Note: This article is part of an ongoing series on Board Directors. To learn more about their roles and responsibilities, download this free eBook today Director's Guidebook: How to be an Effective Board Director in Early Stage Companies or purchase our books at Amazon.com.
One of the key areas in which Board Directors help to protect shareholders is by adequately overseeing the company’s financial affairs. This can be detail-oriented work, but the oversight is critical. The key to establishing sufficient oversight, and managing risk, is ensuring that the company has an adequate set of financial controls at each stage of its development.
Attributes of Great Financial Controls:
- Appropriate for the Stage – good controls are ratcheted up over time
- Process-Based – proper controls baked into the systems and processes of the company
- Transparent – regular reporting through management dashboard
- Proper Oversight – Audit committee responsible for ensuring adequate skills and resources
Attributes of Poor Financial Controls:
- Excessive – burdensome and unhelpful for the stage of growth
- Informal – Not well documented, or based on established routine
- Poor Oversight – Under-staffed, under-skilled, or not adequately reviewed
One very important step is to ensure that the company keeps current in its payroll and taxes (all forms of tax, including payroll tax), or the liability for unpaid amounts can come back to directors. (In a business failure situation, these taxes must be paid before the company’s funds are fully depleted.) An Audit Committee consisting of one or more members with accounting and finance knowledge and a good working relationship with the company’s accounting/financial advisors is very important for well-run companies. Ideally it will be established at the first board meeting. Here is an overview of controls which might be appropriate at different stages of company development.
Basic Controls for Seed R&D Stage: Controls and approval thresholds around contracting, purchasing and disbursements, payroll, treasury management, any fixed assets, and stock administration. An awareness of fraud risks (smaller companies typically have fewer people making segregation of key financial duties more challenging to achieve) and an understanding of the company’s key financial processes, monitored appropriately, layered on top of the Board’s review of financial metrics, should normally cover the typical risks.
Controls for Early Commercializing Stage through Growth Stage: Previous controls, plus, establishment of an Audit Committee (may consist of one member at first), critical accounting policies, including a policy on revenue recognition, regular review of accounting staffing for adequacy and competence, a collections policy and write-off thresholds, fraud controls, and understood methods for forecasting and factoring of the sales pipeline. Establishment of key financial metrics is helpful at this stage if not already in place.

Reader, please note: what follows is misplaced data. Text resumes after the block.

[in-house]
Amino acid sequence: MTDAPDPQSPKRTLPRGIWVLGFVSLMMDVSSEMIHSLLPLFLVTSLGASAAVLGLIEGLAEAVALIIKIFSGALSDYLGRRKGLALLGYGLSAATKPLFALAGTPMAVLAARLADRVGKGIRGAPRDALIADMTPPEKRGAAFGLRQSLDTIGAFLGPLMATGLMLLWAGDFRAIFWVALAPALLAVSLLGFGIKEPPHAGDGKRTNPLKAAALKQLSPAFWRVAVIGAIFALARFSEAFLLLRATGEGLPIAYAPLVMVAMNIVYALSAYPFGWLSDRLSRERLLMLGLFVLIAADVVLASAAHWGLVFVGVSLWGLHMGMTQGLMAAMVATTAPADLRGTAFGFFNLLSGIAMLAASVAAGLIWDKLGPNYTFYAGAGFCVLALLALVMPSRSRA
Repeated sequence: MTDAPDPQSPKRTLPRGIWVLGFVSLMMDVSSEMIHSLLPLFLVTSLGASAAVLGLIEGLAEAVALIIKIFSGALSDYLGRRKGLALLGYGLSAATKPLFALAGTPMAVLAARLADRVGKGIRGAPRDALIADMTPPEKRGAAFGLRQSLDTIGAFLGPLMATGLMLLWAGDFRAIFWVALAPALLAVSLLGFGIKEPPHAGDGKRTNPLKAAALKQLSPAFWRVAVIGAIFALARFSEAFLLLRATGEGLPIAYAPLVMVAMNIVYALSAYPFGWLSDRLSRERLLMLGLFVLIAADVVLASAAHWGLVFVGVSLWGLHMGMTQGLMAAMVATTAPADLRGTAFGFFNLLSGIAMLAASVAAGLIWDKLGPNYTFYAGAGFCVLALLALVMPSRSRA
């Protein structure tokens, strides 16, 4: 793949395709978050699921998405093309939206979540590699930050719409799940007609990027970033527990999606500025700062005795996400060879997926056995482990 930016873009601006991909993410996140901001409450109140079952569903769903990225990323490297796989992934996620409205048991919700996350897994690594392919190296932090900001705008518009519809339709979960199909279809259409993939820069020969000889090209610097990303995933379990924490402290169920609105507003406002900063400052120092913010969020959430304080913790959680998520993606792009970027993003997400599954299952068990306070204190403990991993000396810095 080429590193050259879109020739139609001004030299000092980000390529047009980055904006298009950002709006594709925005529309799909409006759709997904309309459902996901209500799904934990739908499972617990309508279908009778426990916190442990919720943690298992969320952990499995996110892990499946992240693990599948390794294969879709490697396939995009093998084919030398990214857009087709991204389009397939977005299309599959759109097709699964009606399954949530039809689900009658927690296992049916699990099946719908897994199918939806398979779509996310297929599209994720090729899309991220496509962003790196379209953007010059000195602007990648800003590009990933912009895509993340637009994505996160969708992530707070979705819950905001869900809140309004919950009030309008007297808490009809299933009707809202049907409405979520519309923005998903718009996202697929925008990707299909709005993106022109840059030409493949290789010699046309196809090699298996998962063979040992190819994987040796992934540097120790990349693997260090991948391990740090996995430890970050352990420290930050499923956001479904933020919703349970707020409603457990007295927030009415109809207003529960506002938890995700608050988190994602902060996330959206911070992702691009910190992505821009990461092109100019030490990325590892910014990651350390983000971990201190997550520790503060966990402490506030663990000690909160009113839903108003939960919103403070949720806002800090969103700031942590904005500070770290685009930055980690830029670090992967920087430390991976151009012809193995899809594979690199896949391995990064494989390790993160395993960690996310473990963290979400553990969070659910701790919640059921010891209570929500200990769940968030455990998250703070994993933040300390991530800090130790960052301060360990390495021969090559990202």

Controls for Pre-Exit Companies: Previous controls, plus a significant effort toward better documentation of internal controls, organization of information for presentation (possibly in a data room if a deal is possible within months), and the beginnings of a lightweight set of Sarbanes Oxley type controls and disclosure controls. While this level of control may not be essential, fluency with the concepts will be critical in getting through a successful due diligence process with a large buyer at anything other than a fire-sale valuation.
Special Controls for Struggling Companies: If a Company is approaching financial crisis, special spending controls and additional board process may be appropriate. In insolvency situations, directors owe duties to creditors and should proceed with caution. Read about Legal Duties for more detail.
Keeping it All in Perspective and Bringing it Back to Value-Add: While it is important to understand your legal and fiduciary duties and the importance of basic controls, it is not in the shareholders’ interest to allow them to overtake the entire board process and drive the board into habits of fiddling with policies, focusing on compliance activities, or focusing on past operational or financial performance. Although these are important tasks, they can easily grow to dominate all of the board’s time and leave little room for adding real business value to the company as set out in this Series. Remember, thriving companies are much less likely to give rise to liability than failing ones, so try to keep the board’s focus balanced on both controls/governance and driving the business to succeed. Form committees to dig into policies and compliance and report back to the board on a regular basis, but don’t allow the routine and tactical to overtake the important and strategic.
- A good and appropriate set of controls will drive proper financial oversight
- Well-designed management dashboard makes regular review easy
- Controls should be reviewed and adjusted for adequacy regularly
Want to learn more about the roles and responsibilities of Directors? Download this free eBook today Director's Guidebook: How to be an Effective Board Director in Early Stage Companies or purchase our books at Amazon.com.